How to Make Boba With Cornstarch: A Simple Guide

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Creating homemade bubble tea is a fun and delicious experiment! If you have run out of store-bought tapioca pearls, or tapioca starch to make them from scratch, you can still create boba drinks without a trip to the market. Cornstarch is a pantry staple that works well as a backup option. 

Which Starch Is Boba Usually Made With?

Traditional boba pearls are made from a fine white powder derived from the cassava root called tapioca starch. Producers let the pulp dry after soaking, kneading, and straining the vegetable to give it a gritty texture. This process contributes to the chewy texture of the tapioca ball. Tapioca starch has a somewhat sweeter flavor than other starches, making it an excellent starch for most dessert recipes.

Other than the most common varieties of brown sugar boba and black tapioca pearls, these gooey balls can also be transformed into different colors by adding food coloring and flavorings, because they are translucent.

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Cornstarch Boba Pearls

  • Total Time: 35 minutes
  • Yield: 1 cup 1x


No tapioca starch? No problem. The texture of cornstarch boba is not exactly what you would expect in a boba milk tea, but the cooking process is nearly identical and the result is delicious.


  1. Put 2⅓ tbsps of sugar and ⅓ cup of water in a saucepan (not over heat). Stir until completely combined.
  2. Add the cornstarch. Stir until there are no lumps left. Place the saucepan over low heat. Stir continuously until a soft round dough is achieved.
  3. Remove from heat and place the dough on a clean, flat surface. Flatten the dough using a rolling pin. Make strips with a knife or a dough cutter.
  4. Cut the dough strips into small pieces and roll each piece with your hands to make small balls- half an inch by half an inch.
  5. Lightly cover the balls with cornstarch to prevent them from sticking to each other. When done, put the balls in a strainer to sift and remove the excess cornstarch from the balls.
  6. Pour 2 ⅔ cups of water into a pot and bring it to a boil.
  7. Pour the boba pearls into the boiling water. Stir continuously to prevent them from sticking to the bottom of the pan. Cook for 3 minutes.
  8. Remove the pot from the heat. Put the boba pearls in a bowl with cold water to prevent them from cooking further. Drain with a strainer. Set aside.
  9. Put 8 tbsps of dark brown sugar or muscovado in a saucepan. Add 1 cup of water and stir the mixture until the sugar is completely dissolved.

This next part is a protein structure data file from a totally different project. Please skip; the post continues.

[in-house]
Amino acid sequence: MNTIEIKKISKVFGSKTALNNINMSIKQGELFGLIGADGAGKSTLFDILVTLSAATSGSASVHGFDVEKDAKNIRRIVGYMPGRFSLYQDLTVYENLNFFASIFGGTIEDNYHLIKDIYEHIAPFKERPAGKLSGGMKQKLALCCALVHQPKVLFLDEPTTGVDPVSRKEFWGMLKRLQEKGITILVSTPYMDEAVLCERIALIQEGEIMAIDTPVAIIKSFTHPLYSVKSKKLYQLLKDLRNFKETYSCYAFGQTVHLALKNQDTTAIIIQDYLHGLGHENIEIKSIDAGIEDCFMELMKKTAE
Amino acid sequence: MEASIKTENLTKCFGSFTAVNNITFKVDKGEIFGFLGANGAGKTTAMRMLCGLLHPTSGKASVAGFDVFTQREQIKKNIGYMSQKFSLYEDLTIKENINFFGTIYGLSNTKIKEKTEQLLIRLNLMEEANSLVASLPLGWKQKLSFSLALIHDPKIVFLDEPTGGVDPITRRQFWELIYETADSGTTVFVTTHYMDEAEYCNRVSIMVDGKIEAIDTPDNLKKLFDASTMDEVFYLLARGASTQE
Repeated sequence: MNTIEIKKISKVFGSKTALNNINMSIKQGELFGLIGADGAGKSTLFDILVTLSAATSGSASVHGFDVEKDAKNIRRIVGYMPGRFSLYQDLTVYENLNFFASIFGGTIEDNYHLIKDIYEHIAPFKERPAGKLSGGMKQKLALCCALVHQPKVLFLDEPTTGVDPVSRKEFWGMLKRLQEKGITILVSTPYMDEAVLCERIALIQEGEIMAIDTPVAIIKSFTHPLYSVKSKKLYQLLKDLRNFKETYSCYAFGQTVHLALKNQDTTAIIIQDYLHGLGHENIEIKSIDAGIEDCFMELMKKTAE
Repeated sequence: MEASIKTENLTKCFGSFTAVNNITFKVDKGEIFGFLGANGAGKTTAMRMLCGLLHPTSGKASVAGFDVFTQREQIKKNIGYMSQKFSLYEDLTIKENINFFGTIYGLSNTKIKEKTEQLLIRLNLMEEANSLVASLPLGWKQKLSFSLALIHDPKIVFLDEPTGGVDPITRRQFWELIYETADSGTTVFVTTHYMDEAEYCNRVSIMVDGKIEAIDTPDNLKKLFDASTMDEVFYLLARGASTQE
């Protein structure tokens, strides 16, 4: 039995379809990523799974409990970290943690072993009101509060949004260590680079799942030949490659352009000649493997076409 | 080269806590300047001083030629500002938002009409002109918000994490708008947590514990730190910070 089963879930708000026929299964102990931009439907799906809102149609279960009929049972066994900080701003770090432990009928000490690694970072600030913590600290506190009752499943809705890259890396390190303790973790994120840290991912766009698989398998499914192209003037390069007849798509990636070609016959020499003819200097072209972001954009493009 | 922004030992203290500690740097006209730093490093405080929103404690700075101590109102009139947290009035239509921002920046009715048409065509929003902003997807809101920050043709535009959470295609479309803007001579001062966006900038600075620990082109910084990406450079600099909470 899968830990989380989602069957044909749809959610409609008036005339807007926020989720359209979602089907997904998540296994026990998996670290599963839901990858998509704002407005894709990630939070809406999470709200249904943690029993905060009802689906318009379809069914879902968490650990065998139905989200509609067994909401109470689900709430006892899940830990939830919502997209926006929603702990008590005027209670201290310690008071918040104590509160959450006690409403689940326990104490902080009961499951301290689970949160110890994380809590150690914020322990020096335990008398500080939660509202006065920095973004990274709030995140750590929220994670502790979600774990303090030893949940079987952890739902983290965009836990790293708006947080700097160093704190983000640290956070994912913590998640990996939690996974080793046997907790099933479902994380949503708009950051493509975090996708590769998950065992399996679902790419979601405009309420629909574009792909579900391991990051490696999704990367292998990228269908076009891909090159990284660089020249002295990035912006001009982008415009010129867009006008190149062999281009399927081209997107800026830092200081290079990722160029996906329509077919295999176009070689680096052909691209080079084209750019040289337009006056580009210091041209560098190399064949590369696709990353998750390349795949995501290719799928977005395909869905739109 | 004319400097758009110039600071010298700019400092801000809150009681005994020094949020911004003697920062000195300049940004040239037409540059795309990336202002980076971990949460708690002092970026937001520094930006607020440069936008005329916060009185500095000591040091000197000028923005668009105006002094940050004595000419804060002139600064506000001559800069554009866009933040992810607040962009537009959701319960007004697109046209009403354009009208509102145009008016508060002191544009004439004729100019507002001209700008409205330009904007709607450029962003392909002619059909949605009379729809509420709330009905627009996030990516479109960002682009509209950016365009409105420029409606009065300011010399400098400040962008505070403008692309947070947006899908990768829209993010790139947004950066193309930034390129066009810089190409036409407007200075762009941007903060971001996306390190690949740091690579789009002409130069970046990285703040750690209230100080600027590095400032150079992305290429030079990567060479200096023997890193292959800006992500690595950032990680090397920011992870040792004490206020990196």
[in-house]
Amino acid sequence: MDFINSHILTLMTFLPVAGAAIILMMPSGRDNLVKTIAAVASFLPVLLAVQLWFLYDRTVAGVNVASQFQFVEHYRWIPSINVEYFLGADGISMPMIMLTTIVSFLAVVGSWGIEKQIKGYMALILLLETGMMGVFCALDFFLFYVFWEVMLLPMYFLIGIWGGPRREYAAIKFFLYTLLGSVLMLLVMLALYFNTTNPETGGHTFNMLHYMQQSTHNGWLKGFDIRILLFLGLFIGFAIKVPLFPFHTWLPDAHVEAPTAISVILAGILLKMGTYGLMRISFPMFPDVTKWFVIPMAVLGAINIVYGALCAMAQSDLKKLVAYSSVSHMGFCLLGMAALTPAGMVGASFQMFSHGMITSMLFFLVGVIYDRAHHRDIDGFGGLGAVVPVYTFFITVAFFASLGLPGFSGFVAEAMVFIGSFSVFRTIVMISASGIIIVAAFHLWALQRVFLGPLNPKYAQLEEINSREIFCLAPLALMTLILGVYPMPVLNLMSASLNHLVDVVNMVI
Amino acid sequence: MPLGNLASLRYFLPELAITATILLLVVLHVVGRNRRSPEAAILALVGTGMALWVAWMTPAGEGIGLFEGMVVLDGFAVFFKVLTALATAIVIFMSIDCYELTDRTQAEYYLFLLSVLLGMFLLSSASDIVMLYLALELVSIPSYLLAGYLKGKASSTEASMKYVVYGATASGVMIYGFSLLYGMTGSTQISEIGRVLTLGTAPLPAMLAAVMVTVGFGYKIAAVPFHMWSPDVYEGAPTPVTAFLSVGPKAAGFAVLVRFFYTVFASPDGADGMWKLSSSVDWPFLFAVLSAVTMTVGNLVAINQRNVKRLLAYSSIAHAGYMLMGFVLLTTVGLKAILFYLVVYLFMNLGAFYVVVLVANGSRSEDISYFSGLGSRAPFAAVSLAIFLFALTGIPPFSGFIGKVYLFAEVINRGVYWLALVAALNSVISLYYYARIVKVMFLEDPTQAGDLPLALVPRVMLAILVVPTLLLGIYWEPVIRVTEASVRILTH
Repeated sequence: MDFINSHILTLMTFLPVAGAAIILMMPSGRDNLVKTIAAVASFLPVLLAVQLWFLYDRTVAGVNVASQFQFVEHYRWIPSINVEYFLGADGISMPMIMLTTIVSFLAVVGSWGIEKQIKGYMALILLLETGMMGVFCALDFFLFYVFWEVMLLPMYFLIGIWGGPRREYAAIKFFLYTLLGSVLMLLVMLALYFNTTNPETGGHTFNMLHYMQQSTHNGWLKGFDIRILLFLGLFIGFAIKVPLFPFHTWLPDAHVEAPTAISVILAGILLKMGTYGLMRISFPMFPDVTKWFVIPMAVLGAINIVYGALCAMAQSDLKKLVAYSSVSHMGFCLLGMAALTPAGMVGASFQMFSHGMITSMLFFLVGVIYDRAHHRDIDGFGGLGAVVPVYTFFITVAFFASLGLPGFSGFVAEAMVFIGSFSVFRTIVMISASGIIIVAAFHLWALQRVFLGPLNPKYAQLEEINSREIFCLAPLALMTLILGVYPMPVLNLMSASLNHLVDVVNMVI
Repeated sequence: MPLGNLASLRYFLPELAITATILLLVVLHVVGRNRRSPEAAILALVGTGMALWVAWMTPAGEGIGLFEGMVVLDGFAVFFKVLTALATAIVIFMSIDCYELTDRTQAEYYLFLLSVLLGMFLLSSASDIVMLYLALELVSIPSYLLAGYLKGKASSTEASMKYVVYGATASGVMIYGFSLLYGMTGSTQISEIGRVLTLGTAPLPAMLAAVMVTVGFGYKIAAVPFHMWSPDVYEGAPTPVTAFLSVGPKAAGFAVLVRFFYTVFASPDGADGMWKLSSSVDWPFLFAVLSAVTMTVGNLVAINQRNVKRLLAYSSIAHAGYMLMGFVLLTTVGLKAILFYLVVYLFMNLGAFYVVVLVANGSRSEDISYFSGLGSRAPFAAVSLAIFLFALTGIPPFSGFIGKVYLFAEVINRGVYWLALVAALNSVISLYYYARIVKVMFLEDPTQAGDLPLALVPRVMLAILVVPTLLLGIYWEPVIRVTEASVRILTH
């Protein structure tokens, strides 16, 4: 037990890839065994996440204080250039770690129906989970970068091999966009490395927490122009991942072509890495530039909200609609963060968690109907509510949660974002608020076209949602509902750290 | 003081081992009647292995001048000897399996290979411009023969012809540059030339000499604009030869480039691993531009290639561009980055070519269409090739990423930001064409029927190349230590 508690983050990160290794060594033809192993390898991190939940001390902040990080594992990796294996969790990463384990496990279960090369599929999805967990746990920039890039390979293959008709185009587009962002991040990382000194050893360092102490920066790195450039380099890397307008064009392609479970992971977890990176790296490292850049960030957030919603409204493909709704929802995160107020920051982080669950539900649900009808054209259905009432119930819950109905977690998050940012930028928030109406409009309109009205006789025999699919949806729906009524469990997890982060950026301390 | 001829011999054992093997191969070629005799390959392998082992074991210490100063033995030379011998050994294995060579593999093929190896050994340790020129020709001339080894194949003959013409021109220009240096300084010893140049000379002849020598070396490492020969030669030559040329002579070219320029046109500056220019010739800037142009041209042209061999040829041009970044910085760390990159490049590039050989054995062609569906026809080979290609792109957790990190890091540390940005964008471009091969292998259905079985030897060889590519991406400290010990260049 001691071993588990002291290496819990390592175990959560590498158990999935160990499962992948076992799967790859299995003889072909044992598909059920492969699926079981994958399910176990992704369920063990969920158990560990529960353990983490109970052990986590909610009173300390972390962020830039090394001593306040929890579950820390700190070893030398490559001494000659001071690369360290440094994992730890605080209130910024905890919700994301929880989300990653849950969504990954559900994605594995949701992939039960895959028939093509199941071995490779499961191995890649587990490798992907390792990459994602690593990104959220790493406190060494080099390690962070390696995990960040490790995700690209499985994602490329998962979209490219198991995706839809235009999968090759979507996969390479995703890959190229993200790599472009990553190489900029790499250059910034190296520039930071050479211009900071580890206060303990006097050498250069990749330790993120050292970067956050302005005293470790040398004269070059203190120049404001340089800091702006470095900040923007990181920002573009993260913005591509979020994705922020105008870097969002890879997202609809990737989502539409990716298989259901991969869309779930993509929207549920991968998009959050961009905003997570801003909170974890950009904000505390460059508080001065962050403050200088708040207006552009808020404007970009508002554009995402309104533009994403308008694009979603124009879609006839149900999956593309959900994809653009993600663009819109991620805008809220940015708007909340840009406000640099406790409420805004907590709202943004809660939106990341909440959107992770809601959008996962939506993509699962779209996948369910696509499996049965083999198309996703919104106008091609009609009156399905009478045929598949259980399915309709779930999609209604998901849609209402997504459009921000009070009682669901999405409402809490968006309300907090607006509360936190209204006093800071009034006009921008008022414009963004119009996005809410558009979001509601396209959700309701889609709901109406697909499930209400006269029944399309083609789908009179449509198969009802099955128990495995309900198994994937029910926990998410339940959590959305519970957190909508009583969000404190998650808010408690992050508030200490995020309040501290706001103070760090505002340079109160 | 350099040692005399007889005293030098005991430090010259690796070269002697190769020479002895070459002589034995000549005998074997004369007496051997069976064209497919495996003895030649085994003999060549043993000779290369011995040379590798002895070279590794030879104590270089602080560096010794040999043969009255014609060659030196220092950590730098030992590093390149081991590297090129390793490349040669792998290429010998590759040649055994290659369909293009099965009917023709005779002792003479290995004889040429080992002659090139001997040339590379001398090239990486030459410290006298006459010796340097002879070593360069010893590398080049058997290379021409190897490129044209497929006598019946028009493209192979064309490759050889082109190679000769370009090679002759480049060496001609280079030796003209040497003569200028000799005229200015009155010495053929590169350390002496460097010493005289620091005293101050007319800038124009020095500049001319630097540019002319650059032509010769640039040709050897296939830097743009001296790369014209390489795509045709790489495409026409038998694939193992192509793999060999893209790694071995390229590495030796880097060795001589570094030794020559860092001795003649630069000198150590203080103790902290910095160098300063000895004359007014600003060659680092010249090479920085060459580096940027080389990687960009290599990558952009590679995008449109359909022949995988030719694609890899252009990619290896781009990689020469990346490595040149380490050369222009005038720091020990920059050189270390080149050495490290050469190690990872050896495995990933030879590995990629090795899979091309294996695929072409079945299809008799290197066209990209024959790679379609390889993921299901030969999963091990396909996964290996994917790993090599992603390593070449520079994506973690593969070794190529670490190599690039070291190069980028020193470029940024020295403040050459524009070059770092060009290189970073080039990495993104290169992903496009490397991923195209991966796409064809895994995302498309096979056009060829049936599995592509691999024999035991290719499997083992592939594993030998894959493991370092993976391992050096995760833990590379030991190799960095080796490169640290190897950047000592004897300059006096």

10. Heat the mixture on medium heat. Add the cornstarch boba balls when the mixture is boiling. Boil the pearls for 6-8 minutes. Keep stirring to prevent the pearls from sticking together.
  11. Turn to low heat and cook for 5 minutes until the liquid has thickened and is syrup-like. Take the pan off the stove, put the syrup and tapioca balls in a bowl, and let them cool.
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If you need to walk away from the dough at any point before cooking it, cover it with plastic wrap to prevent it from drying out.

The brown sugar syrup is optional but gives flavor to an otherwise bland tapioca pearl. If you don’t boil the pearls in the syrup, you’ll need to boil them in water for 6-8 additional minutes.

  • Prep Time: 5 minutes
  • Cook Time: 30 minutes

Are Tapioca Starch and Cornstarch the Same?

Because tapioca starch and cornstarch are both gluten-free, fine-grained starches, they can usually be substituted for one another. Although both can be used to thicken sauces, they also have distinctive qualities that affect the outcome.

CornstarchTapioca starch
Made from cornMade from cassava root
Grain starchRoot starch
Can withstand high temperaturesBetter in low-temperatures and short bakes
Creates an opaque, matte appearanceCreates a translucent, glossy appearance

Either starch can be used when making fresh boba balls for milk tea. However, if you are making boba pearls to freeze and use at a later date, tapioca starch, yet again, is the preferred starch. Tapioca starch freezes well and holds its texture, while cornstarch loses its consistency in the thawing process.

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Does Cornstarch Boba Have a Different Flavor or Texture?

Both cornstarch and tapioca starch are relatively flavorless. Both options absorb the flavor of whatever liquid or syrup they are steeped in. The main difference you will find when using each ingredient to make boba pearls is the difference in texture. Tapioca pearls are chewy, soft, and slimy. Cornstarch boba pearls are opaque and soft but not as pliable.

Using tapioca starch will yield better results, texture-wise.

What Other Starches Can I Use?

There are multiple options you can substitute in place of tapioca flour. As they come from different sources, you may find that the preparation and cooking time will also vary. Conducting taste and texture tests every couple of minutes minutes is recommended when using a new recipe to make homemade boba pearls.

A few options include:

  • Arrow Root
  • Potato Starch
  • Cornstarch
  • Rice Flour
  • Cassava Flour
  • All-Purpose Flour (or Whole Wheat)
  • Gluten-Free Flour Mixes


Sami loves to travel and taste-tests Bubble Tea in every city she can. Her favorite flavor is Taro and she prefers 50% sweetness. She loves experimenting with recipes and is currently perfecting her homemade tapioca pearls.

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